Thursday 23 December 2010

Spain rejects 'US influenced' copyright bill

After a narrow vote, a Spanish parliamentary commission has rejected a controversial bill aimed at protecting content owners from internet downloaders. All of the main Spanish parties, except for Prime Minister Jose Luis Rodriguez Zapatero's Socialists rejected the so-called Sinde Bill, named after Culture Minister Angeles Gonzalez-Sinde. The draft legislation would have set up a government commission which would have then provided courts with details of websites offering access to copyright-protected material such as music, movies, video games or software. A judge could then have ordered the closure of offending websites.

The bill sparked furious opposition from internet users who accused the government of violating the freedom of expression but Gonzalez-Sinde said the law only intended to put an end to Spain's position as a 'paradise of piracy.' Techdirt put a different slant on things, firstly praising Spain’s “somewhat more reasonable copyright laws than other parts of the world” highlighting provisions that say that “personal, non-commercial copying is not against the law and also says that third parties should not be liable for copyright infringement done by their users” adding that obviously Hollywood ‘hates’ this and that Spain's recently introduced reform package seemed like a “checklist of the entertainment industry's wishes" and that one of the recent Wikileaks diplomatic cable leaks showed that “US diplomats played a role in pressuring the Spanish government to make these changes, at the behest of movie industry lobbyists”.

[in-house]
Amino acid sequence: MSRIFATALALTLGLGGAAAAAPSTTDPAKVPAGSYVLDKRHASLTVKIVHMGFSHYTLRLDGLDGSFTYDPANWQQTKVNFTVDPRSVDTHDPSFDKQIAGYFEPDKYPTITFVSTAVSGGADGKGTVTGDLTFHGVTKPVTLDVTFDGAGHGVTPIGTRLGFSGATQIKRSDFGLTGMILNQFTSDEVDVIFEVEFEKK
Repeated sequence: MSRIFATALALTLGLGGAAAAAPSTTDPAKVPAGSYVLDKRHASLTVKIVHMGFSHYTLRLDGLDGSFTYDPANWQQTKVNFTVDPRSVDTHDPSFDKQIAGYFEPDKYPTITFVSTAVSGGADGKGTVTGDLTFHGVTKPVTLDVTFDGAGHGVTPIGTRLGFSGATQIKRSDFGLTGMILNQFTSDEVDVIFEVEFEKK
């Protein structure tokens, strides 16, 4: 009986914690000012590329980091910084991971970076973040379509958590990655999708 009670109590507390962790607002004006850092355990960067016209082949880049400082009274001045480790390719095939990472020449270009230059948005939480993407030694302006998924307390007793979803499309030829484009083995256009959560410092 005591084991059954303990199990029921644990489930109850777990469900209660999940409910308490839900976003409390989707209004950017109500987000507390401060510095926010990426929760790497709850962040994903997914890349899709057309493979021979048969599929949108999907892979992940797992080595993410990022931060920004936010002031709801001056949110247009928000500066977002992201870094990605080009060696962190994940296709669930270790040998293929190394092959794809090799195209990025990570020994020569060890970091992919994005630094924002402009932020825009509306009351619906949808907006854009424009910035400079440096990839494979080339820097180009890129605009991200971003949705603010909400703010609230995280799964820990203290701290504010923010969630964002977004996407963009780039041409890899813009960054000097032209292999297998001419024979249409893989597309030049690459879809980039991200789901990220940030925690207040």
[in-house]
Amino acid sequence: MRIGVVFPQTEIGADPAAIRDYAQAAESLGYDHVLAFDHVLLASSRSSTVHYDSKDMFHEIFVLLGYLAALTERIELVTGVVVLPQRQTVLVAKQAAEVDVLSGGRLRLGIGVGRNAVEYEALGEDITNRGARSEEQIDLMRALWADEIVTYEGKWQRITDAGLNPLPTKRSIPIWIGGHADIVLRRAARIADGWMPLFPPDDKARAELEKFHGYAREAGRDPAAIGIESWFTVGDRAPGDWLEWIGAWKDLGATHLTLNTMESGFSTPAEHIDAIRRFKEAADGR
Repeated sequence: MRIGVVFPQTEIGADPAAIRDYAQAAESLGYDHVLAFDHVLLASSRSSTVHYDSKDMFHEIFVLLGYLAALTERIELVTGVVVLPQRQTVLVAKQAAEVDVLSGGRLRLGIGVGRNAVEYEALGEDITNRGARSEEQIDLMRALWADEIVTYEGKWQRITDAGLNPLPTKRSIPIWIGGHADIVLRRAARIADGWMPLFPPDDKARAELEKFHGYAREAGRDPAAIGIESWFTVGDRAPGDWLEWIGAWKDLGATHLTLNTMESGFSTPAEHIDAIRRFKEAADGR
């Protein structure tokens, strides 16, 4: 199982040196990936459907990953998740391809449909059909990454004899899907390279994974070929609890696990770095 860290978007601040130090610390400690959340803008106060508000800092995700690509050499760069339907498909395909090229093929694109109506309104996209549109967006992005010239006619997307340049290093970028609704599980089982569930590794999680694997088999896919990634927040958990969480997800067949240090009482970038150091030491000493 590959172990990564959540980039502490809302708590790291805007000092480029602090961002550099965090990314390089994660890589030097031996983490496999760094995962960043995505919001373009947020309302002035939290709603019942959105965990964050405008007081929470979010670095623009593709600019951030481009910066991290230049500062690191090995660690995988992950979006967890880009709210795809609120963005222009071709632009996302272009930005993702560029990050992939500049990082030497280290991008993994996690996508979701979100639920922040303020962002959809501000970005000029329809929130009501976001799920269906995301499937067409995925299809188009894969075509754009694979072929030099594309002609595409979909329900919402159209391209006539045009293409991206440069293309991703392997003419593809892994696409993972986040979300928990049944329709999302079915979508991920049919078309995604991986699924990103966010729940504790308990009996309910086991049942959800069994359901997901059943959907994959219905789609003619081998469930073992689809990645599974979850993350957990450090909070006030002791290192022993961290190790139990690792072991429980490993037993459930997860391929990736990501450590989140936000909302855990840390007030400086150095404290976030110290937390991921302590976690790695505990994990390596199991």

1 comment:

RonK said...

Your post totally ignores the fact that Spain legislated, in 2006, a tax on blank media of all forms, making their copyright paradigm similar to that of Canada (where, because of a similar tax, downloading music for personal use is legal).

The content industries are seeing the writing on the wall, and trying at all costs to squeeze out a few extra dollars to replace those which they are losing from many reasons, only one of which is the ever and ever increasing ease with which copyright can be infringed. Other factors include: (1) the market gradually being diluted by the ever-increasing supply of older content (which now doesn't degrade as it did before), (2) the fragmentation of the market as advances in communication make it easier for people to find niche content, (3) the huge increase in free non-professional content and cheap independent content, (4) the industry's relative monopoly of control on media marketing channels like radio being subverted by much more widely open channels made possible by the rise of the net, (5) consumers have more information about new media products, whether through better inter-communication, the increasing ease of finding snippet preview, or the use of one-time copyright infringement as "tasting".